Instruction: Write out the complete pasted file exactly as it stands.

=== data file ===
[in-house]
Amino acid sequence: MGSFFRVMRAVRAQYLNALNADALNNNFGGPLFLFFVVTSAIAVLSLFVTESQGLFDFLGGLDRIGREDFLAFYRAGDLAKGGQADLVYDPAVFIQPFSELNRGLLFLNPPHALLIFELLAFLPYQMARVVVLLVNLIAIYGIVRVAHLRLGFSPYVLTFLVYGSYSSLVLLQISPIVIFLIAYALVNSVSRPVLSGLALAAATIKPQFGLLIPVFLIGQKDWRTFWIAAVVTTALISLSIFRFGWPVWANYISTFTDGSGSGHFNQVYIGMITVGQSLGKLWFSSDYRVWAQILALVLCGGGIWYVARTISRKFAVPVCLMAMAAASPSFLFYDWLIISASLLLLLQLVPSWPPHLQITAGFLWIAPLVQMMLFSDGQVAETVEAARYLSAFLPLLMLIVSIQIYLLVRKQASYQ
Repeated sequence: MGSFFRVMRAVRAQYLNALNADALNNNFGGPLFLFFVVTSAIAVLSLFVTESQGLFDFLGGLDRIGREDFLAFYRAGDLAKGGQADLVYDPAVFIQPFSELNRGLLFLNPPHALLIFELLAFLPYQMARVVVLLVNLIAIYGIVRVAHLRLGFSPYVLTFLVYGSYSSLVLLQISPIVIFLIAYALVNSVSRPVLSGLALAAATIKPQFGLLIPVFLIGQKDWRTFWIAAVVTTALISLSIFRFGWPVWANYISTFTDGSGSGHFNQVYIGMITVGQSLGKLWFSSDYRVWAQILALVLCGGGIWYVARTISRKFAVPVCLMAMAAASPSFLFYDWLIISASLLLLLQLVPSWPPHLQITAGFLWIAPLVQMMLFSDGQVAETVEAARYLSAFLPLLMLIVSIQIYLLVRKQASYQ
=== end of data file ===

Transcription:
[in-house]
Amino acid sequence: MGSFFRVMRAVRAQYLNALNADALNNNFGGPLFLFFVVTSAIAVLSLFVTESQGLFDFLGGLDRIGREDFLAFYRAGDLAKGGQADLVYDPAVFIQPFSELNRGLLFLNPPHALLIFELLAFLPYQMARVVVLLVNLIAIYGIVRVAHLRLGFSPYVLTFLVYGSYSSLVLLQISPIVIFLIAYALVNSVSRPVLSGLALAAATIKPQFGLLIPVFLIGQKDWRTFWIAAVVTTALISLSIFRFGWPVWANYISTFTDGSGSGHFNQVYIGMITVGQSLGKLWFSSDYRVWAQILALVLCGGGIWYVARTISRKFAVPVCLMAMAAASPSFLFYDWLIISASLLLLLQLVPSWPPHLQITAGFLWIAPLVQMMLFSDGQVAETVEAARYLSAFLPLLMLIVSIQIYLLVRKQASYQ
Repeated sequence: MGSFFRVMRAVRAQYLNALNADALNNNFGGPLFLFFVVTSAIAVLSLFVTESQGLFDFLGGLDRIGREDFLAFYRAGDLAKGGQADLVYDPAVFIQPFSELNRGLLFLNPPHALLIFELLAFLPYQMARVVVLLVNLIAIYGIVRVAHLRLGFSPYVLTFLVYGSYSSLVLLQISPIVIFLIAYALVNSVSRPVLSGLALAAATIKPQFGLLIPVFLIGQKDWRTFWIAAVVTTALISLSIFRFGWPVWANYISTFTDGSGSGHFNQVYIGMITVGQSLGKLWFSSDYRVWAQILALVLCGGGIWYVARTISRKFAVPVCLMAMAAASPSFLFYDWLIISASLLLLLQLVPSWPPHLQITAGFLWIAPLVQMMLFSDGQVAETVEAARYLSAFLPLLMLIVSIQIYLLVRKQASYQ